May is “Healthy Vision Month,” a good time to celebrate the past accomplishments of scientists and clinicians in advancing vision health and to draw attention to the importance of the sense of sight.
The occasion also brings back memories of animal right activists distributing pamphlets at UCLA declaring that “blindness is not a life threatening disease” and that, in their opinion, “animal research in this field is not justified.” (Of course they don’t approve of any research at all, but that’s a different story.)
Here is a simple exercise for activists with such shortsighted beliefs — one that I hope will help open their eyes. Simply blindfold yourself for one day and go about your daily routine (but please, don’t drive). I am not asking for much; go blind for just one day in your life. In the process, you will surely learn what is that you take for granted every day and gain a deeper understanding of the impairments that come with vision loss.
So take good care of your vision and that of your family. How? To celebrate “Healthy Vision Month”, the National Eye Institute Director issued the following press release that includes some very good recommendations:
During Healthy Vision Month, the National Eye Institute (NEI), part of the National Institutes of Health, encourages people and organizations around the world to recognize the value of the sense of sight and make vision health a priority.
In focus groups conducted by NEI in 2005, the majority of participants reported that though they consider eyesight to be important, they take it for granted. In surveys conducted the same year by the NEI’s National Eye Health Education Program and the Lions Club International Foundation, American adults noted that the loss of eyesight would have an extreme impact on their daily lives — though more than 25 percent said their last eye examination was more than two years prior, and 9 percent had never had an eye exam.
Unfortunately, an estimated 14 million Americans are currently visually impaired due to eye diseases and disorders, and this number continues to grow as the population ages. Of adults aged 40 and older, more than 4 million currently have diabetic eye complications, more than 2 million have glaucoma, and more than 1.75 million have age-related macular degeneration. Millions of Americans have common, correctible vision problems such as nearsightedness, farsightedness, presbyopia, and astigmatism. The prevalence of nearsightedness alone has increased 66 percent in the past 30 years, according to a 2009 NEI study.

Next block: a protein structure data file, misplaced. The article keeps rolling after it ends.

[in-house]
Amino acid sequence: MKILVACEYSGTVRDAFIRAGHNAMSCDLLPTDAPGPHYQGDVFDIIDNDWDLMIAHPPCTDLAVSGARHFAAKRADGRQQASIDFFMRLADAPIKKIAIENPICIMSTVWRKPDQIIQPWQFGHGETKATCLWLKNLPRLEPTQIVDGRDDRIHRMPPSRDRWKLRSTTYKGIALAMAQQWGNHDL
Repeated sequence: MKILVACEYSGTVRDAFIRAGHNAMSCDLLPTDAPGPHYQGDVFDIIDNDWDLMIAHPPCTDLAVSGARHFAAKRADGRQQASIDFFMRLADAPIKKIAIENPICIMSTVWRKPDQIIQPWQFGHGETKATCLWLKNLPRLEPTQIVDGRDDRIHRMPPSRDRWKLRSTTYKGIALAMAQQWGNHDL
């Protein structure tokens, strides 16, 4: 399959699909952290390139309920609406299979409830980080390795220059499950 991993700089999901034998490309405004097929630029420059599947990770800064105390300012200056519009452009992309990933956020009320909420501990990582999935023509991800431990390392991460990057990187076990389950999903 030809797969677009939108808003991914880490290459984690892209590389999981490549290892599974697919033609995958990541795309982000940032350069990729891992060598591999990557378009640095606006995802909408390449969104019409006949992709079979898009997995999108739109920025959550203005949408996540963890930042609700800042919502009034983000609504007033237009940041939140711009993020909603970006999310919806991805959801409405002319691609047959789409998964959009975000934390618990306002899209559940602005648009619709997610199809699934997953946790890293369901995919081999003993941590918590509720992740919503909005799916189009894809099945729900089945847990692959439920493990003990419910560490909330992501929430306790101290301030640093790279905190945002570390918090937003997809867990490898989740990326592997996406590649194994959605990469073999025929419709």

Recent investigations by NEI scientists have indicated that many eye diseases impact certain races and ethnicities more often, a key observation for eye care professionals and for members of the general public who have the ability to take charge of their eye health. For example, African-Americans have about a 12 percent risk of glaucoma, which affects peripheral vision. This is more than twice the risk of non-Hispanic white Americans. Both Asian-Americans and Hispanics have a risk of about 6.5 percent.
Another major NEI-supported study recently determined the first estimates of visual impairment and eye disease development in Latinos, the largest and fastest-growing minority population in the United States. Researchers found that Latinos have higher incidence rates of visual impairment, blindness, diabetic eye disease, and cataracts than non-Hispanic whites. The same scientists previously showed that more than 60 percent of eye disease in Latinos remains undiagnosed.
The best way for any person, regardless of their ethnicity, to detect vision problems at the earliest, most treatable stages, is through a comprehensive dilated eye exam. This simple, painless procedure allows an eye care professional to examine the eye through an enlarged pupil and gain a more complete look at any changes in eye health.
Comprehensive dilated eye exams can reveal common and correctable refractive errors as well as eye diseases that have no or few early warning signs, including diabetic retinopathy, glaucoma, and age-related macular degeneration. Early detection of risk factors for these and other blinding eye conditions can lead to earlier treatment with vision-saving therapies that NEI researchers have developed over the past decades.
For example, scientists have shown that laser therapy is effective in preserving sight in those with diabetic eye disease, and recent studies indicate that additional drugs may lead to even better vision. Another study revealed that high levels of antioxidant vitamins plus zinc reduce the risk of the progression of and vision loss from age-related macular degeneration. Researchers also found that eye drops used to treat high eye pressure reduced the development of glaucoma by more than 50 percent in people who are at a high risk for the condition.
Join NEI in making vision a health priority for the nation. To find more information about Healthy Vision Month and resources for raising eye health awareness, including e-cards, educational handouts, and teaching tools, visit <http://www.nei.nih.gov/hvm>. For additional information on eye diseases and disorders, visit <http://www.nei.nih.gov/health>.
As you might expect animal research plays a key role in the development new treatments for blindness, recent examples include the use of gene therapy to reverse a form of childhood blindness called Leber congenital amaurosis and the development of the monoclonal antibody treatment lucentis for wet age related macular degeneration.
Happy Healthy Vision Month everyone!